Benefits and Drawbacks of Inverter Technology

Benefits and Drawbacks of Inverter Technology

Benefits and Drawbacks of Inverter Technology

Benefits of Inverter Technology

The efficiency of an AC is enhanced since the start/stop cycles are eliminated in a DC Inverter AC. The AC does not operate at full power, but still maintains the desired temperature. This is another reason why these ACs can still save energy even if there are regular power outages.

Inverter ACs are cheaper to operate in almost all types of conditions.

Quicker cooling or heating (based on feature availability) can be achieved since an inverter AC can pull the required current on its own to increase initial cooling or heating. The inverter AC can calculate the current draw by using the indoor and outdoor temperature difference.

DC Inverter ACs don't put extra load on its power supply. Therefore you don't see fluctuations in electricity caused by them. The life of components (used in the AC and other electrical household components) is increased due to the same reason i.e. gentle power draw.
DC Inverter ACs are much quieter compared to conventional ones. The outdoor unit usually makes far less sound as the unit is operating at a reduced rate. It eliminates the jerky start-up sound as well.

These types of ACs often use an environment friendly refrigerant gas (R410A) which do not cause harmful effects like the CFCs on the Ozone layer.

Inverter ACs offer a more stable operation and you usually won't notice any changes when it is operating. Cooling or Heating is maintained much more accurately as the AC doesn't turn off and the other aspects also add to its stable and gentle operation. Most inverter ACs come with dual-mode air conditioning, which more or less makes up for the higher price compared to cooling-only ACs. A dual-mode AC, which cools or heats depending on the weather, will get you more savings throughout the year, making up for its higher cost much faster.

It is possible to use DC Inverter ACs with UPS, Batteries or Solar Panels.
Most DC Inverter ACs keep working even at low voltages without any issues.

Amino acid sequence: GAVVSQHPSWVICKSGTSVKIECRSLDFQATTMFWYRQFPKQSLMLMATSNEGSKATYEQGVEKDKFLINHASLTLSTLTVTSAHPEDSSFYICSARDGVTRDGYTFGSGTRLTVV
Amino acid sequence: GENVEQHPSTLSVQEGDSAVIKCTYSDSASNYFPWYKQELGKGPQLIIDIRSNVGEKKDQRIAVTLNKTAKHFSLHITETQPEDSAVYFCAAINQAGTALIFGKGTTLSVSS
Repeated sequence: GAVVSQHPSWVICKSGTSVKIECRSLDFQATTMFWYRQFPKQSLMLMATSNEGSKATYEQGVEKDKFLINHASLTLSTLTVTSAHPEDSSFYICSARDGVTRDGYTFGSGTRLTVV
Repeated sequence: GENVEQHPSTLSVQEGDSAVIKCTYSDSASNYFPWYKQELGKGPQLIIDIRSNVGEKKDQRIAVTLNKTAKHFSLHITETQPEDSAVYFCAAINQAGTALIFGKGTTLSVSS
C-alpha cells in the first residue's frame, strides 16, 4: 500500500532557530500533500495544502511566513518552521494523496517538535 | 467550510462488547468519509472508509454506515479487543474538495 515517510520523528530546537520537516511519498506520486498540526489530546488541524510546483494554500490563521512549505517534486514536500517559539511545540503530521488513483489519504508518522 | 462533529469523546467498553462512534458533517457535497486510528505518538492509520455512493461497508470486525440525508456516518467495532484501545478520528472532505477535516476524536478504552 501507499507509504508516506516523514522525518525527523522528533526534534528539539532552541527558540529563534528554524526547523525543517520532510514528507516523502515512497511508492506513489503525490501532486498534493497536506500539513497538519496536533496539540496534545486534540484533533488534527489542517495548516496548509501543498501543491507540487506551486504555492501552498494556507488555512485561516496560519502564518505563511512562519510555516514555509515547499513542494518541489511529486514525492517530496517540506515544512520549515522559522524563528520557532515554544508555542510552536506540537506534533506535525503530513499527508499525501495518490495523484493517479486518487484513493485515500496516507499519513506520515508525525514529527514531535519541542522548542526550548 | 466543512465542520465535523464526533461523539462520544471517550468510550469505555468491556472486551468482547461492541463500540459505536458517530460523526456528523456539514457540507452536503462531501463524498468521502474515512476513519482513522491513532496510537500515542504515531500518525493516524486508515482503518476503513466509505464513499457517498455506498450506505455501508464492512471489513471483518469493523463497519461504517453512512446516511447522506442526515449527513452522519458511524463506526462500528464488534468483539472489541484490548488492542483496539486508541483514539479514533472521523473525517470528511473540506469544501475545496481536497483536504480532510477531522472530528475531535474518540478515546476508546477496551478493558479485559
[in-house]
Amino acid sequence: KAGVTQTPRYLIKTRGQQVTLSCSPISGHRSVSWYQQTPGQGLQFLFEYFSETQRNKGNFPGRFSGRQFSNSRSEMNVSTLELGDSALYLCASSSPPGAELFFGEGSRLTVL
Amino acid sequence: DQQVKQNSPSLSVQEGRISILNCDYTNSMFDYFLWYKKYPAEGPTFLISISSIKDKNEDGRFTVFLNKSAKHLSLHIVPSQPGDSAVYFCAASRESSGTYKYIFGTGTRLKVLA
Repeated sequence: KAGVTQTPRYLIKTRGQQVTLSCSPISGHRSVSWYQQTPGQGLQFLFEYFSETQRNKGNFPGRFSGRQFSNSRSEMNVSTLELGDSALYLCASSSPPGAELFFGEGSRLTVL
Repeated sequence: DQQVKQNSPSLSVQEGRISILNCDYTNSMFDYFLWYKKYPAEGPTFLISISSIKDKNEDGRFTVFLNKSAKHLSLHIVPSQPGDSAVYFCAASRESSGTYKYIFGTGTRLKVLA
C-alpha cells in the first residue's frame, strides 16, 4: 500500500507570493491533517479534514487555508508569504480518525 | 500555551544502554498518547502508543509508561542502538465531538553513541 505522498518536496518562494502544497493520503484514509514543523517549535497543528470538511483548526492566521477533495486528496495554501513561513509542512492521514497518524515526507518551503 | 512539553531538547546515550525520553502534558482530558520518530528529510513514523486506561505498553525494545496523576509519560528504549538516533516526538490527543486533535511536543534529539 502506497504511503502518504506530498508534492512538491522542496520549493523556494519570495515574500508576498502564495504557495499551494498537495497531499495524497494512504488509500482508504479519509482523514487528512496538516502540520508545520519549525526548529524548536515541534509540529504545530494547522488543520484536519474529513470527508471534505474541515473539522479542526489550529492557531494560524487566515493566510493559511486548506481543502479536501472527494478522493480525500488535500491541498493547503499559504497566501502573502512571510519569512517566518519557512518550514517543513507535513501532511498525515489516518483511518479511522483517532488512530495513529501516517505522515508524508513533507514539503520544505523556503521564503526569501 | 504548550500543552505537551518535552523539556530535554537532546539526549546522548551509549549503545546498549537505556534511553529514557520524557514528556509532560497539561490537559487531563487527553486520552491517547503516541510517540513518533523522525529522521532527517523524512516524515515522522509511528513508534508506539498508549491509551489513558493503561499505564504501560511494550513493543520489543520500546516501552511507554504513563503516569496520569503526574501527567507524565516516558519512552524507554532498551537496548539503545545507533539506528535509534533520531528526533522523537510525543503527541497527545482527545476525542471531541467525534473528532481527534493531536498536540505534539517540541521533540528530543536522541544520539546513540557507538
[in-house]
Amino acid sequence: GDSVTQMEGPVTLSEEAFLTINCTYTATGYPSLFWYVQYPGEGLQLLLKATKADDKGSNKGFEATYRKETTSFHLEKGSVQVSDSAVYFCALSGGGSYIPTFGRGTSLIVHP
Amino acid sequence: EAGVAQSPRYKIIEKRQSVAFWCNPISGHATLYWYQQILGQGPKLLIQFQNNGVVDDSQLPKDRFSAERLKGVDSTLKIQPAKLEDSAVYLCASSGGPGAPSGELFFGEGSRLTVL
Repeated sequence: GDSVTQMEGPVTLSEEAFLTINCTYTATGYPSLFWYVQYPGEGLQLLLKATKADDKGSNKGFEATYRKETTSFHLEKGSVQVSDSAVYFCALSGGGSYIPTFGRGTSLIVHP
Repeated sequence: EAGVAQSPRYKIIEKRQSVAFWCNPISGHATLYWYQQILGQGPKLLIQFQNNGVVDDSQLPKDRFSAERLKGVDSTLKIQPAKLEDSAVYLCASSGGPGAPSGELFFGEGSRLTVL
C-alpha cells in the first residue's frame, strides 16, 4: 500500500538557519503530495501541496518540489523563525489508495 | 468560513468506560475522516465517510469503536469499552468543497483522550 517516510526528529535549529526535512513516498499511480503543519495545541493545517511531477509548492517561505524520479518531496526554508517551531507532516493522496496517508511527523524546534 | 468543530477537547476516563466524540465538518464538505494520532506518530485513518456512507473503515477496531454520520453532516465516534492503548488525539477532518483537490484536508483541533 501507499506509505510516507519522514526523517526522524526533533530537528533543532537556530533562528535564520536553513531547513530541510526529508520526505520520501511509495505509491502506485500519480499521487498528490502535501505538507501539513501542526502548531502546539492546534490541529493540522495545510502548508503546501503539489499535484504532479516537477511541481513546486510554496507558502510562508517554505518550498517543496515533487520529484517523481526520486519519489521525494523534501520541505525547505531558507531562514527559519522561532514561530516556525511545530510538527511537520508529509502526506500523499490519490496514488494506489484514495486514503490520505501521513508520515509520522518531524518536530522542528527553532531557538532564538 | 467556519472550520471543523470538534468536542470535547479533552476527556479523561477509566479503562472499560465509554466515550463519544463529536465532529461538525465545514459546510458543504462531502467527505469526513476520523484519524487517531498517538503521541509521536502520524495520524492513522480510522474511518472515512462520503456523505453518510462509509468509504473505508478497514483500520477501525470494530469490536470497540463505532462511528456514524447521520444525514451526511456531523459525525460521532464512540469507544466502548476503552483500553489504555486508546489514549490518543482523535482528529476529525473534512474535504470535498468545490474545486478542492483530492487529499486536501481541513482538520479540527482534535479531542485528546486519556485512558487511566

Drawbacks of Inverter Technology

DC Inverter ACs cost more. Even without the dual-mode function, they still come with high price tags.
The built-in circuit becomes far more complex due to multiple conversions from AC (Alternating Current) to DC (Direct Current) and back to AC (Alternating Current). 3-DC, 4-D or All DC inverter ACs have even more conversions taking place as there are more components working on DC.

Repair costs increase as components are more sophisticated and as a result, more expensive. They require more effort to build or repair.

Specialist technicians are hard to find for inverter ACs. Most local technicians have little to no experience with these new ACs. Users might even have to get their AC fixed from its manufacturer's service centre, translating to more expense, if they can't find a skilled technician.

Conversion energy losses occur on every single one of the conversion steps. The losses can go as high as 4-6%, depending on the conditions and quality of the equipment. Manufacturers are aware of this and count it in the final power savings.

These ACs often come with R410A refrigerant gas while most technicians still only have an R-22 (CFC-based) refrigerant gas. Users will have to ask their technicians to refill the AC with R410A when required.

Only a few of the local brands offer 3-DC/4-D/All-DC Inverter ACs. So users might have to wait for a while before their brand of choice starts selling a more energy saving type of DC inverter AC.


Going through the advantages/disavantages above, one can see a more favorable view of DC Inverters emerging as a whole.
Most of the pros and some of the cons circle around the basic working of a DC Inverter AC. Gentle power draw and controlled, continuous air conditioning are the behind most of the advantages. The cons, while still there, aren't deal breakers.
DC Inverter ACs do not possess any shortcoming which could be problematic. New ACs often come with years of warranty and by the time that ends, the current problem of unskilled technicians will be resolved. And as far as the 'huge' cost of buying an Inverter AC is concerned, you end up paying less in the longer run as your electricity bill goes down significantly.
Our advice would be to go for a DC Inverter AC if you have the cash. Even if you don't want to or cannot afford an extra 10k-20k for an AC, you should consider the fact that these ACs will pay you back, with savings, within the first season of use.

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